Karmel Choi: Young people, because their brains are still in the process of developing, can be more vulnerable to the effects of adversity and stress. But this same plasticity in the brain can also offer an opportunity for positive inputs to reverse these effects: so what makes them vulnerable also makes them able to bounce back. Another thing to note is that young people are also more dependent within a caregiving system, so there are some factors at the family level that can matter more than for adults, like having a caring and stable adult person present, and how well their caregiver can help regulate their anxiety and stress.
I also wanted to comment on socioeconomic differences. We know that all humans have a capacity for resilience, but we still should be doing more to understand potential disparities in resilience. We know that some protective factors and resources—whether it’s the ability to have a safe place to exercise, or time to practice self-care, or even access to mental health services—can be distributed unequally across groups, whether it’s racial groups, social groups, or gender groups. So we may, in fact, see differences in resilience because of these things. From studying resilience, we know that it’s important to also take into account the amount of stress or challenge that someone is going through. Resilience is really about how well you’re doing compared to what you’re going through. Social disadvantage, for example, can definitely multiply the stress and challenges people are going through. We know the impact of COVID-19 is hitting some communities harder than others, both health-wise and financially, so that may require a lot more to overcome or offset that burden. So everyone has a capacity for resilience, but we may not all be starting on the same foot, and we need to understand how to rectify those differences, too.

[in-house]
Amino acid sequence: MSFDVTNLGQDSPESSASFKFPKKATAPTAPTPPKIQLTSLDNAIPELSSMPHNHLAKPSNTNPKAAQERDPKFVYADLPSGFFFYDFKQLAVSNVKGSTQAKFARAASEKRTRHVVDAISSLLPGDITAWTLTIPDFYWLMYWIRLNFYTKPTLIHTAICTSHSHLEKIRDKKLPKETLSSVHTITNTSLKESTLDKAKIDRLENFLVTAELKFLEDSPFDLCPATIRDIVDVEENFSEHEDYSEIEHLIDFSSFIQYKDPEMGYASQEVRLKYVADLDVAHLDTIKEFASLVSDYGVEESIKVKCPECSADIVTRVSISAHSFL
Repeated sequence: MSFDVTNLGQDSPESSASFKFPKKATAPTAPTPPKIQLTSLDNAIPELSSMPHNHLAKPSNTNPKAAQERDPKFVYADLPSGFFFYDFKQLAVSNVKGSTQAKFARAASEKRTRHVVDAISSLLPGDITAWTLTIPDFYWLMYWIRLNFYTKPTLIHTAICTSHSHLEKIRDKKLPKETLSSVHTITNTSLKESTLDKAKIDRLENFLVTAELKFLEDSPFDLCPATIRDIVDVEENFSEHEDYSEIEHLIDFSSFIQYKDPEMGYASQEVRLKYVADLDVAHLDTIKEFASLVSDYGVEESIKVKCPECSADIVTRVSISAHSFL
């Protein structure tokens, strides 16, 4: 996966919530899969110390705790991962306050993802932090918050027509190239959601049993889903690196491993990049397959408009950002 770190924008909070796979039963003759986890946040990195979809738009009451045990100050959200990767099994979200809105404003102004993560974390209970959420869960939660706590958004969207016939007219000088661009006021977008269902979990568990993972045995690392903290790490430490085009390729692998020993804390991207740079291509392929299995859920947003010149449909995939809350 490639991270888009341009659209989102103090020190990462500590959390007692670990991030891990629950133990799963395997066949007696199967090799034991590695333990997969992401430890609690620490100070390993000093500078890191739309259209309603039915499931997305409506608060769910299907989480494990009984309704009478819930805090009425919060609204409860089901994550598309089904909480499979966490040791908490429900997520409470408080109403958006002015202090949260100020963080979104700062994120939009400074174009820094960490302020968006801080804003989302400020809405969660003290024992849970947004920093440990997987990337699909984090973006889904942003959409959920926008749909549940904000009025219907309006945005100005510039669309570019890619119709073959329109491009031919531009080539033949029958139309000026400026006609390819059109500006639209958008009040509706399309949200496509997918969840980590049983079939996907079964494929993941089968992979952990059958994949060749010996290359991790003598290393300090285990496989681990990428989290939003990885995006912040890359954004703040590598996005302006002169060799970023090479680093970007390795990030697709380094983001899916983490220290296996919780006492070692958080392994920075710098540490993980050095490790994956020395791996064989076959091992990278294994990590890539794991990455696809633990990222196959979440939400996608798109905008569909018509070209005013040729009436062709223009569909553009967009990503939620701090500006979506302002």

Q: Have we learned any lessons about resilience from prior natural disasters that could inform what we might do to enhance resilience in response to COVID-19?
Karmel Choi: One thing we’ve learned from natural disaster response is that after a catastrophic event, the first immediate goal is to stabilize people and meet their immediate needs for safety. So during a crisis like COVID-19, we should definitely be thinking about long-term supports and how to ensure well-being, but in the short term, we really need to first think about what people’s day-to-day needs are, and how to lay a solid foundation for that. Once we meet these more basic needs, we can then think about boosting coping, resilience, and well-being.